Gilead: A Quest for Freedom

The word freedom has its own definitions for different individuals. To some, freedom refers to the freedom of speech, freedom of thoughts and expressions and over all the realization of personal freedom or individuality. On the other hand for many others, freedom refers to none of these and only to the freedom of soul- that is freedom of spirituality. Marilynne Robinson in her novel “Gilead” has keenly observed and depicted these variations of freedom in human life and made two of the characters of the novel behave in a way that the thematic concept of freedom becomes very vivid and important element to the readers and also to the novel. These characters are the narrator’s brother Edward and Jack Boughton. The quest for freedom by these characters progress in the novel in a way that eventually “Gilead” becomes a novel of the free souls who did not care about what society and their families had to say to them and rather listened to their heart looking for freedom of mind and the freedom of their souls.

As described in the novel “Gilead”, Edward, the narrator’s elder brother who was ten years older than him studied in Germany and became a remarkable person of knowledge and personality in the narrator’s eyes “Edward studies at Göttingen. He was a remarkable man.” (28). He spent the early years of his life in Europe and returned with the European touch of lifestyle carrying atheism with him. This is surprising and strange to see that Edward grew up in a very religious environment where his father and his ancestors were engaged in preaching and believing God but how Edward separated himself of that long cherished family belief and faith on God. Moreover, he published “a monograph of some kind on Feuerbach” (28) who was “a famous atheist” (27) and Edward also claimed to be an atheist at any rate (29). However, the conflict begins between Edward and his father when Edward’s father expected his son to become a preacher like him and Edward refusing that wish of his father “the belief was general that he would be a great preacher” (29) and it was more shocking for his father and for others when “the congregation took up collection to put him in college and then to send him in Germany. And he came back as an atheist.” (29). Edward’s becoming a non-believer in God was shocking because he proved himself as being very nice and intelligent child in his childhood and thus the expectations were much higher from him that what he tried to give being an atheist.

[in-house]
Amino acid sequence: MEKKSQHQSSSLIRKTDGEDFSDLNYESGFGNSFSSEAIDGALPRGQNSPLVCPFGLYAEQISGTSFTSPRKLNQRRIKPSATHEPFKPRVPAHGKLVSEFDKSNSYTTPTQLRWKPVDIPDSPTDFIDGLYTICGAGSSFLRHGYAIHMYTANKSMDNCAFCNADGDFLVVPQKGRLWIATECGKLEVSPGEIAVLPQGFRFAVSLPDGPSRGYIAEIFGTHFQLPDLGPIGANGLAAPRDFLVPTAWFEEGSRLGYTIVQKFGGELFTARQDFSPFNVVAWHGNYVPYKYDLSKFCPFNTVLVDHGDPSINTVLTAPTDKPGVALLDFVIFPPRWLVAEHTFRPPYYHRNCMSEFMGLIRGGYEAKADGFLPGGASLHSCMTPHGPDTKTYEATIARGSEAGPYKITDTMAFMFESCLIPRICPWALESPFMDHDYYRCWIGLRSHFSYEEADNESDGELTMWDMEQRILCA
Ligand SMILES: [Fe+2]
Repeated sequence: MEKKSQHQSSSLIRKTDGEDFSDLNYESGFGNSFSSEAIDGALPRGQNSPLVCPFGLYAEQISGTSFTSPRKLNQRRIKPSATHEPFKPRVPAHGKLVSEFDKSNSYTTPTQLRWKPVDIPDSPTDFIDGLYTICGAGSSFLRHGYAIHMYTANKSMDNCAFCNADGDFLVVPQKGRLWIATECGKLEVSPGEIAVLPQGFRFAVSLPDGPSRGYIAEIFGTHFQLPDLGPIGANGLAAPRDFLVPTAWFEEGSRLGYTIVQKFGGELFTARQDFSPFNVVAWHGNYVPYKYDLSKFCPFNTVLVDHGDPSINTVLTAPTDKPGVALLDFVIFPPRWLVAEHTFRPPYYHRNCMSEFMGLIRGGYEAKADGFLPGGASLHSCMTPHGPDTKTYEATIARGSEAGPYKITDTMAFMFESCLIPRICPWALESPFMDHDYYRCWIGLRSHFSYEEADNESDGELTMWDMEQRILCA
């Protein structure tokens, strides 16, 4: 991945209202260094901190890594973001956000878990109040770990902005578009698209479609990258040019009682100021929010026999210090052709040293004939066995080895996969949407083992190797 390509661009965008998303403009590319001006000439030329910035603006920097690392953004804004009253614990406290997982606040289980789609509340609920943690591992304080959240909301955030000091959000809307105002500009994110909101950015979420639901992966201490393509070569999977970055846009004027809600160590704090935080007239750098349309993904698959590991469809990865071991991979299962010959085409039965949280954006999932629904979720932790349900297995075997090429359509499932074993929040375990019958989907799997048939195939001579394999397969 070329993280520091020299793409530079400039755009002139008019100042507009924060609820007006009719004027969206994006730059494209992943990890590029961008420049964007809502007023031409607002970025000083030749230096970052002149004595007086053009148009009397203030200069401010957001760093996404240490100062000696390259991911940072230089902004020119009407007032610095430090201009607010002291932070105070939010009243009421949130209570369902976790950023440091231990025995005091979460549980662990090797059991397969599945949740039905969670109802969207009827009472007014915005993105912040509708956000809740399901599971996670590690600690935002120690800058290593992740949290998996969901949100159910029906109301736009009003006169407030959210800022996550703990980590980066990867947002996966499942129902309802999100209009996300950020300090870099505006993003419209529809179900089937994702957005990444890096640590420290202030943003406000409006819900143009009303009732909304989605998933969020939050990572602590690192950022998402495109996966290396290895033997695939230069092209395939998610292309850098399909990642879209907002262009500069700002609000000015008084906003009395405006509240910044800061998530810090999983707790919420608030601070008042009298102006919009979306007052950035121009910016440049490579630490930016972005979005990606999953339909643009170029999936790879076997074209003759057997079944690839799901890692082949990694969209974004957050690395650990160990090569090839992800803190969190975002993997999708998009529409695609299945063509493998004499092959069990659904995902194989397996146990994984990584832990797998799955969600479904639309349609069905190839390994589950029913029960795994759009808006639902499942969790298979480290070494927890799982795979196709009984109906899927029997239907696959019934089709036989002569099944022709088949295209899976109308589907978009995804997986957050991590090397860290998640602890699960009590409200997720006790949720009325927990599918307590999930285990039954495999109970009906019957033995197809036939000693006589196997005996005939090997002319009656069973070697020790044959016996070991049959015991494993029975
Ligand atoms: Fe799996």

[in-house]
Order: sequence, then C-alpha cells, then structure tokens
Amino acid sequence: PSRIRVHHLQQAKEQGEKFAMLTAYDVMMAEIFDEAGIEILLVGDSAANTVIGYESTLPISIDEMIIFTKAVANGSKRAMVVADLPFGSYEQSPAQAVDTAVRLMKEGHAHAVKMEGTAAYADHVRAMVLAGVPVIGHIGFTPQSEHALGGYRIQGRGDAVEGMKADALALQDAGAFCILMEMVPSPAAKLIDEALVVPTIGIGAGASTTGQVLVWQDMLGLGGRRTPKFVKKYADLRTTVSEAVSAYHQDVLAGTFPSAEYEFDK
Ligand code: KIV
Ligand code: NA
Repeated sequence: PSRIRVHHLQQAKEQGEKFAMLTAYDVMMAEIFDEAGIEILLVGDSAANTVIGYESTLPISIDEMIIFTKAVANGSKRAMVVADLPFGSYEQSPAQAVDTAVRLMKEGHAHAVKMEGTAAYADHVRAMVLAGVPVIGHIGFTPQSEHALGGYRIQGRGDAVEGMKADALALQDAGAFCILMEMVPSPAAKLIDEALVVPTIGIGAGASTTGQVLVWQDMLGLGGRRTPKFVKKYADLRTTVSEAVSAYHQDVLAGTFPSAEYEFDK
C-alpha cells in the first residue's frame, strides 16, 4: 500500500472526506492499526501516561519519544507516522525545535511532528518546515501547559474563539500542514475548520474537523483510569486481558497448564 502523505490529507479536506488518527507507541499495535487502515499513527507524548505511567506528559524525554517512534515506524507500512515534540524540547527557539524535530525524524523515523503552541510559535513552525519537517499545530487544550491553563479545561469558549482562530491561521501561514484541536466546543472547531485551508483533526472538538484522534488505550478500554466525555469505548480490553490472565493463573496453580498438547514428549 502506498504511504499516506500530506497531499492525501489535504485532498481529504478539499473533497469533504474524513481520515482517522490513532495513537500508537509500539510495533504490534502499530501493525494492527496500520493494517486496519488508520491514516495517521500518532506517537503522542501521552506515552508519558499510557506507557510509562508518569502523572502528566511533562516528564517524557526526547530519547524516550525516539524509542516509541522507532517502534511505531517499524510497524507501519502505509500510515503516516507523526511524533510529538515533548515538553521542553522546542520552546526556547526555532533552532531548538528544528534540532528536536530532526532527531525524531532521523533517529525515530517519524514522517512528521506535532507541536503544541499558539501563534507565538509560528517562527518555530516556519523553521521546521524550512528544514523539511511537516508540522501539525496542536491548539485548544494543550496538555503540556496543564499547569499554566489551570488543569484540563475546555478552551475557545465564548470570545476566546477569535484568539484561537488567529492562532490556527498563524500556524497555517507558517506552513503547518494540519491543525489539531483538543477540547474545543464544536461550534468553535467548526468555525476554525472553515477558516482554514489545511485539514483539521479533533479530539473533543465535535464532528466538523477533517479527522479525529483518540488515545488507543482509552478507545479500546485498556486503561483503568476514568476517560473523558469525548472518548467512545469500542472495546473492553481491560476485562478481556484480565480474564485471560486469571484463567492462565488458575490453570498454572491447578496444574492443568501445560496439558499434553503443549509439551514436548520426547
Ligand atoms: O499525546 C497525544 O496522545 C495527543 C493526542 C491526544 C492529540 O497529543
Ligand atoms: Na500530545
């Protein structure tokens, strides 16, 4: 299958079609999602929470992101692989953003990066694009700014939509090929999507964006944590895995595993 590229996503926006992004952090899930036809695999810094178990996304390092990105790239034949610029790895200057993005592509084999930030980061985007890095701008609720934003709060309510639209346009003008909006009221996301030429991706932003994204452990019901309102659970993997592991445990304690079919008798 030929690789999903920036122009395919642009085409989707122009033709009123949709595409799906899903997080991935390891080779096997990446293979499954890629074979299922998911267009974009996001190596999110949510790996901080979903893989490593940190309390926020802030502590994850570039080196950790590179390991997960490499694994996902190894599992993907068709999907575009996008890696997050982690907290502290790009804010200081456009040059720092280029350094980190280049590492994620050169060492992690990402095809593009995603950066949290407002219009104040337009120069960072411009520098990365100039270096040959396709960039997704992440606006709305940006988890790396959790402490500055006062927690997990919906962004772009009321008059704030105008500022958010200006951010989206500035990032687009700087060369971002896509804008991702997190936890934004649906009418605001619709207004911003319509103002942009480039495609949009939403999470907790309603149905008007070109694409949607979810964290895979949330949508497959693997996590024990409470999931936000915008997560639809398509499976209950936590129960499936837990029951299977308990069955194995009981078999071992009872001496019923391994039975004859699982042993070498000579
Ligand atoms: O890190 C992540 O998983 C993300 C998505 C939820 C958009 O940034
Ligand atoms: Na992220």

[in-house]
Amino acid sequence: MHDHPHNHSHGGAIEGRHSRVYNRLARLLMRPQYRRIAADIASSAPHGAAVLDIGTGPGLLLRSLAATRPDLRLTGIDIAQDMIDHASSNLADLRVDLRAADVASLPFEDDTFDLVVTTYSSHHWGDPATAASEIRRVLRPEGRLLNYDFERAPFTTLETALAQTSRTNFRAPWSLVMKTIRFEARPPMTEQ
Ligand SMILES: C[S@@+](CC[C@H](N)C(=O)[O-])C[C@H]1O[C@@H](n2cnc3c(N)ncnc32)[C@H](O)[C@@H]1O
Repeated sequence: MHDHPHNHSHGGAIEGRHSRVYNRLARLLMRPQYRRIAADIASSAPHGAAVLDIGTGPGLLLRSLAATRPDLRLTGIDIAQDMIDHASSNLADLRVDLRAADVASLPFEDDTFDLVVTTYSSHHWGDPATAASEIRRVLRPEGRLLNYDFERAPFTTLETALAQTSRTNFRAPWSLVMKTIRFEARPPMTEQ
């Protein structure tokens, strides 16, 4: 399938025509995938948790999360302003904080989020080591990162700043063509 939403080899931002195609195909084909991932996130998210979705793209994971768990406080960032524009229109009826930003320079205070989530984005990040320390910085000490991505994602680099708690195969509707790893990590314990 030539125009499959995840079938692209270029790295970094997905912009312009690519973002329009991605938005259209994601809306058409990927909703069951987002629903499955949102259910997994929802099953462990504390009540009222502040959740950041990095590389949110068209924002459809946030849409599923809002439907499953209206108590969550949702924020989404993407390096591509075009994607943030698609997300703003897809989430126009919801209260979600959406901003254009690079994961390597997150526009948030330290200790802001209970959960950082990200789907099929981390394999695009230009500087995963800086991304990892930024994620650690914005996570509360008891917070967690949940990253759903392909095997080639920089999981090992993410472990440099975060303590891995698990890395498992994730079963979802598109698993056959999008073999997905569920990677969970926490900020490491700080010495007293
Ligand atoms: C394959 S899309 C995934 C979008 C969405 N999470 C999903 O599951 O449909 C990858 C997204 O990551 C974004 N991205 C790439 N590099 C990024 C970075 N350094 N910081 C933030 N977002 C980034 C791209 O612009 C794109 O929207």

Now if we think of the reasons that why Edward, being a preacher’s son, refused to be a preacher than we would see him saying “when I was a child, I thought as a child. Now that I am become a man, I have put away childish things.” (30). This implies that when Edward was a child, most of his thoughts were occupied with what his parents had given and wanted him to think and as he grew up seeing his father being a religious preacher, his thoughts were clearly influenced by religion and his father. As a child we do not get to think beyond what we see in our family and in our closest surrounding and the same happened with Edward. On the other hand when Edward moves out of his religious family boundary and experiences the real world outside, his experiences of the world conflict with his thoughts that was imposed by his surrounding and religion on his mind ever since he was a child. This is probably when Edward looked for freedom of mind, that is freedom of what has been imposed on his mind all these days and also the freedom of being an individual to choose what is good and what is bad for him. He definitely did not want to go with what others believed and wanted him to believe the same rather he wanted to believe something that he feels like believing of his own. So, the search for freedom in Edward is quite similar to the search of Jack’s freedom and different from the search of the narrator’s grandfather’s freedom because the freedom that Jack